Doug Ford has been rewarded for his learning curve, but what lessons will he heed?


Ontario PC party leader Doug Ford and his wife Karla react after he was re-elected as Ontario’s premier in Toronto on June 2.Frank Gunn/The Canadian Press

A compliant Ontario electorate has rewarded Doug Ford with another majority government, even bigger than the first.

For a political leader, winning consecutive elections is really good. Winning consecutive majority governments is really great. But consecutive landslides, the second bigger than the first? Wow.

Mr. Ford came to the prime minister’s office with no experience in provincial politics. The first half of his first term was tumultuous. But the most important quality of a politician is the ability to learn. Mr. Ford learned to govern skillfully, in the eyes of a large plurality of voters.

The danger now is that he learns the wrong lesson from his victory.

“What Ford is proposing is tough, pragmatic, centrist government, which is where Ontarians have been on both the liberal and conservative sides,” said Robert Asselin, senior vice president for policy at the Business Council of Canada. “People say: ‘Why would we change this government?’”

But the Ontario government needs to overcome managerial competition and address underlying challenges. Mr. Asselin points to health care, where costs are steadily rising above the province’s economic growth in gross domestic product, even as millions of boomers retire and doctors, nurses and support workers stress. They leave the profession. “It’s just not sustainable,” he said.

Laura Stephenson, a political scientist at Western University, warns of the serious harm students have suffered as a result of the pandemic closures.

“These kids are fighting,” he said. “We are at the tip of the iceberg when it comes to children and mental health, children and education, whether it is the student who is not prepared for university-level exams and essays, or the student who suffers from the loss of contact with friends and peers. of class. ” It will be up to Queen’s Park and other provincial governments to deal with the repercussions of those two lost years.

Increases in social spending require increases in growth. But as former federal finance minister Bill Morneau warned this week, Canada is failing to create the future-oriented economy needed to sustain that growth. Ontario represents a large part of that economy.

When governments face mounting spending commitments and little or no real growth, they go into debt to at least maintain the status quo. But the combined federal/Ontario net debt has reached 100 percent of GDP.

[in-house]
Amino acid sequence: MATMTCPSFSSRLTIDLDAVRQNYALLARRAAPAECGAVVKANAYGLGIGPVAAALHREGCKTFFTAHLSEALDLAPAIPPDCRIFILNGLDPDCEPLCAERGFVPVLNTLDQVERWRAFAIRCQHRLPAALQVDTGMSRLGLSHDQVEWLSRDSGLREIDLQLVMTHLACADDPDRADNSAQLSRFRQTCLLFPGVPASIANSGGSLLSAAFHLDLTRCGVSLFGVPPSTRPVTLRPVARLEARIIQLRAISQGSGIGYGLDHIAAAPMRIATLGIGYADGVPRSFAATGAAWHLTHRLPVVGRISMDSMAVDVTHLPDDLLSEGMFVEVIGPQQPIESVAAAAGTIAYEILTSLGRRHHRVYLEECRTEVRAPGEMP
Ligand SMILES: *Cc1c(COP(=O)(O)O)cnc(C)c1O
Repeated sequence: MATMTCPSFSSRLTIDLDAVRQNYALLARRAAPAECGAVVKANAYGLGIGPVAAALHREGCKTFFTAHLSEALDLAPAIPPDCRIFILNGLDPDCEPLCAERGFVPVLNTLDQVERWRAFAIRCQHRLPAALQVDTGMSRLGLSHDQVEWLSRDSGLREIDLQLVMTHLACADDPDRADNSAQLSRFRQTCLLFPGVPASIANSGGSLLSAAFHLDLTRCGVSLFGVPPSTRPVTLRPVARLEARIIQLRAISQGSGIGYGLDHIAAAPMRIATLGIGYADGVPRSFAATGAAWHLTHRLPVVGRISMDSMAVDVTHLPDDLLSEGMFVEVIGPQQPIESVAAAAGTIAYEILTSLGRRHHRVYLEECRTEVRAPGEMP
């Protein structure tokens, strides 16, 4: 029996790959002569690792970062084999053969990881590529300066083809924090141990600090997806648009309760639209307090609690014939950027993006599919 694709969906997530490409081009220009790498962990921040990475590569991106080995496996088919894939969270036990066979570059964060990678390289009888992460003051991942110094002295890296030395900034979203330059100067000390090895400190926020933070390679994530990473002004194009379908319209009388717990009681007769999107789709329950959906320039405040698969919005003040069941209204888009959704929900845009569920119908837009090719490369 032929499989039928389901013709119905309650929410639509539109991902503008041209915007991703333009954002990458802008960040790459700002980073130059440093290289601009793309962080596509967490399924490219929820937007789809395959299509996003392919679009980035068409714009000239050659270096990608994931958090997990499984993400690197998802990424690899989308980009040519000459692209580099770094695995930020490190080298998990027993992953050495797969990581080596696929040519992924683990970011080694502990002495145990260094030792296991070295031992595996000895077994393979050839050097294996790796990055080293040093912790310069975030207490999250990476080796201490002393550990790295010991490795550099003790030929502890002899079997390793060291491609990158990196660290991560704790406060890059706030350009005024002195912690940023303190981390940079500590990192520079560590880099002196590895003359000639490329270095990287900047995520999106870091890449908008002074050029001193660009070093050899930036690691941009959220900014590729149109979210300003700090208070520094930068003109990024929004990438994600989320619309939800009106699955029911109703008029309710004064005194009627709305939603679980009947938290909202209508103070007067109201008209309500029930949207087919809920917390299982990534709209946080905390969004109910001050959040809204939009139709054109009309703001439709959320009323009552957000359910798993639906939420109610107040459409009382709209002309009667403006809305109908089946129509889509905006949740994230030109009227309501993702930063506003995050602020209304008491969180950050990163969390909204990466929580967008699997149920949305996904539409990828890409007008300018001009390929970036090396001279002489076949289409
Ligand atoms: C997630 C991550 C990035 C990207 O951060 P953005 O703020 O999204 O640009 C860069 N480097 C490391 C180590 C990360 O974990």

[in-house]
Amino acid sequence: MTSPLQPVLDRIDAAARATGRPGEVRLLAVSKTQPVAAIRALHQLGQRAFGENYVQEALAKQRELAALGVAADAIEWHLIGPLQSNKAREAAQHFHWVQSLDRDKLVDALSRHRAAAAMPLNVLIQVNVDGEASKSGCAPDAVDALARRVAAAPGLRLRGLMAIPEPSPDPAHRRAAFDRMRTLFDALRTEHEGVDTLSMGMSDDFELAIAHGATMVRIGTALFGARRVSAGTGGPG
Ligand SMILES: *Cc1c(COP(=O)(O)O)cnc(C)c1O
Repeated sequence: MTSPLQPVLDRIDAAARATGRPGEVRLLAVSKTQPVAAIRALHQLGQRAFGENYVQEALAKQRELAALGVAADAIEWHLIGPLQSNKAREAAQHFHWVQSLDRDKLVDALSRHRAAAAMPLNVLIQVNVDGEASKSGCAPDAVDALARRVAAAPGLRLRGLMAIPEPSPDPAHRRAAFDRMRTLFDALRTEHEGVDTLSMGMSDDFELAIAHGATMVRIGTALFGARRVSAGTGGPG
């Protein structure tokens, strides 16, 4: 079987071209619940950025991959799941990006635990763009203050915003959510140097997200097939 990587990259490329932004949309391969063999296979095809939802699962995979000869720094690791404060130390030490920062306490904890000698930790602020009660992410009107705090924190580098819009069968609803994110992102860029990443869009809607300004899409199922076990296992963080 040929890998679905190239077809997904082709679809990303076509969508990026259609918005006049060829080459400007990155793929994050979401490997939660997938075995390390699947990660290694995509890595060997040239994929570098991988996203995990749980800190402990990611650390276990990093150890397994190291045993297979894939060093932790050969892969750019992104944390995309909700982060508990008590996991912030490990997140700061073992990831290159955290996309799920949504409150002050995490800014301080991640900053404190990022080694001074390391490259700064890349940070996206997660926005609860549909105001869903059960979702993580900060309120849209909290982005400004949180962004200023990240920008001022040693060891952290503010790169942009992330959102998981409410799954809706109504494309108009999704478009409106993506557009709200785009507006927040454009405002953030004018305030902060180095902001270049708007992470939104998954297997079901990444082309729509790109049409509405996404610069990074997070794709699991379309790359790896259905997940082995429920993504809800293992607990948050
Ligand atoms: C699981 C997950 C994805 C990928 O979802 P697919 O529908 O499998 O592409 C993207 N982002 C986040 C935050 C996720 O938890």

“It’s a concern,” said Derek Burleton, deputy chief economist at Toronto-Dominion Bank. Currently, the economy is operating almost at full capacity, “but the debt has not been reduced. In fact, it continues its upward trend.”

With a plethora of problems, from disrupted supply chains to rising interest rates and fallout from the war in Ukraine, clouding the horizon, “the province is now more vulnerable should the economy hit a plateau.” significant turbulence,” he warned.

Mr. Ford’s advantage is that his government has a long way to go politically if it decides to implement controversial reforms, relatively free from opposition from the Liberals and the NDP.

Andrea Horwath’s New Democrats lost seats, although they remain the Official Opposition. The Liberals continue to languish in third place; Leader Steven Del Duca failed to win a seat. Both leaders announced that they would resign, something more unprecedented. That’s how convincingly Doug Ford won. He could be leading a new Big Blue Machine.

Bottom line: Voters have given Prime Minister Ford a renewed mandate to make adjustments, when adjustments are not enough. The province requires major changes in its economic base to finance rising social costs. Mr. Asselin points to the need to advance intellectual property protection and turn that property into new or growing businesses, to exploit advances in agricultural technology and move the profits of biotechnology from the laboratory to production.

“Politicians don’t see value in this because it’s not sexy,” he said. “But they need to do this. It is important. It is the future of our country.”

Addressing the challenges of health care, education, and productivity growth, while keeping spending in check, is not an easy circle to square. But Ford asked for another chance to take over, and voters agreed. We wish you the best.

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